When you and I first started dentistry, I could open almost two offices for $100-thousand, and now its a single piece of equipment, right? Now, you better be making the right choices. They're all great for the right practice, and for the right dentist. Here's what gets me excited, and I love the big toys there, too.

First of all, I love helping dentists understand what are the big toys appropriate for that. We've got three practices in Cleveland, Ohio, and we've maintained a very low overhead 'cause we really work hard at the whole thing. For me, and its the thing that we teach all the time, what gets me excited is teaching dentists new skills. Skills with their hands that they can actually go out and produce dentistry for the rest of their careers. 

I'm all for technology, but you buy a piece of technology and you and I both know, every computer you buy is outdated by the time you bring it home and set it up, and technology gets outdated and there's a huge cost to technology. If a guy can teach you skills-based dentistry, and that's all the stuff that we teach, and botox, and fillers, and TMJ, and sleep, and all those different things and a million other things to come, that's what gets me excited. What gets me excited is making dentists really, really successful by 'teach a man to fish' kind of thing, because you can feed them all you want, but if you teach them to fish, we can really feed.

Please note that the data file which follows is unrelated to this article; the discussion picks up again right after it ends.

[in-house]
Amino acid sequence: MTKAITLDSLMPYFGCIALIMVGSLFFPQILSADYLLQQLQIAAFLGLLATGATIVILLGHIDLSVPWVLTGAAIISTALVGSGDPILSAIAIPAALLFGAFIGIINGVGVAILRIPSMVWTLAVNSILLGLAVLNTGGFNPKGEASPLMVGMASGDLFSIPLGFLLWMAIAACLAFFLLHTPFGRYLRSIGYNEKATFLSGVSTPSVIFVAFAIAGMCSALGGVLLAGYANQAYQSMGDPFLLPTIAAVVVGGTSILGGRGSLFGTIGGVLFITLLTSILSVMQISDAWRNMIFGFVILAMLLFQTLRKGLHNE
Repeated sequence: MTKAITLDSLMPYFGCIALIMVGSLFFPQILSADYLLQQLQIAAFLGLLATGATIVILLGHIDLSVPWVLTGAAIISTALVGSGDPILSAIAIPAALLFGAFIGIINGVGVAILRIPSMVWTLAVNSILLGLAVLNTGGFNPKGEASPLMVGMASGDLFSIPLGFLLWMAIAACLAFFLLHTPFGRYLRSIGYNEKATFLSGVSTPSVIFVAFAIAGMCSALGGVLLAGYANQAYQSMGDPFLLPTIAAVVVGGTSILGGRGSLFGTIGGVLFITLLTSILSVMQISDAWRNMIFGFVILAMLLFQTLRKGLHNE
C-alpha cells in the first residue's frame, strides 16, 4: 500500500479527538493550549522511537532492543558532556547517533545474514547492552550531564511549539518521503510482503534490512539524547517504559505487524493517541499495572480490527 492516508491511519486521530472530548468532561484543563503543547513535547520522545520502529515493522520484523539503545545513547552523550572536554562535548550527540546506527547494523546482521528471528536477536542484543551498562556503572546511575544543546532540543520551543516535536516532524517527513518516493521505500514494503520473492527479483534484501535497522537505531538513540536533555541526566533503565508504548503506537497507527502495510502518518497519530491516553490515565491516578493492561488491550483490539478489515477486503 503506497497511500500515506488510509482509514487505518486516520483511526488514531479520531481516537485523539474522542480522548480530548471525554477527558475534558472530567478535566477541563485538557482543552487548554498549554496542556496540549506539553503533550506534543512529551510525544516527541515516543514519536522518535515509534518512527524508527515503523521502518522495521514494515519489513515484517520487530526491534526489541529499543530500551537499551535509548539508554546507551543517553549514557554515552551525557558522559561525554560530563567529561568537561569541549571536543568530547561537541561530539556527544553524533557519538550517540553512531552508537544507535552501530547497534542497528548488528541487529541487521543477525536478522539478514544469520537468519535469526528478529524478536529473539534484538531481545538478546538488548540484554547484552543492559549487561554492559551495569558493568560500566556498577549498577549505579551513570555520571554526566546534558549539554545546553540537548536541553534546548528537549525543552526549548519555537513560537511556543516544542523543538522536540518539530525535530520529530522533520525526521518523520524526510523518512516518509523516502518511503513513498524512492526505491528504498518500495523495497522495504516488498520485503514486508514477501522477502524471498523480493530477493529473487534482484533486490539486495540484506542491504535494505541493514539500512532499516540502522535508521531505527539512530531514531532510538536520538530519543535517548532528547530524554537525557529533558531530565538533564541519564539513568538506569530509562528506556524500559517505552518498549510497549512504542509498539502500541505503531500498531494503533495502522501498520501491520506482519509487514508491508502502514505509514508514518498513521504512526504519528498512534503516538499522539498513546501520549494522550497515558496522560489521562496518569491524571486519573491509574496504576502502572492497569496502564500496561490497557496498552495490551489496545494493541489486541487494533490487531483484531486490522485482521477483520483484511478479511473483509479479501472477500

There are so many problems that we've got to face in dentistry and a lot of challenges, and I say this all the time, and actually I've heard you say it, and it was one of your articles in the last few months in Dental Town there as well. If you're not gonna expand your services, and you're just gonna be a teeth mechanic then that's great, but you're gonna be extinct as a teeth mechanic at some point.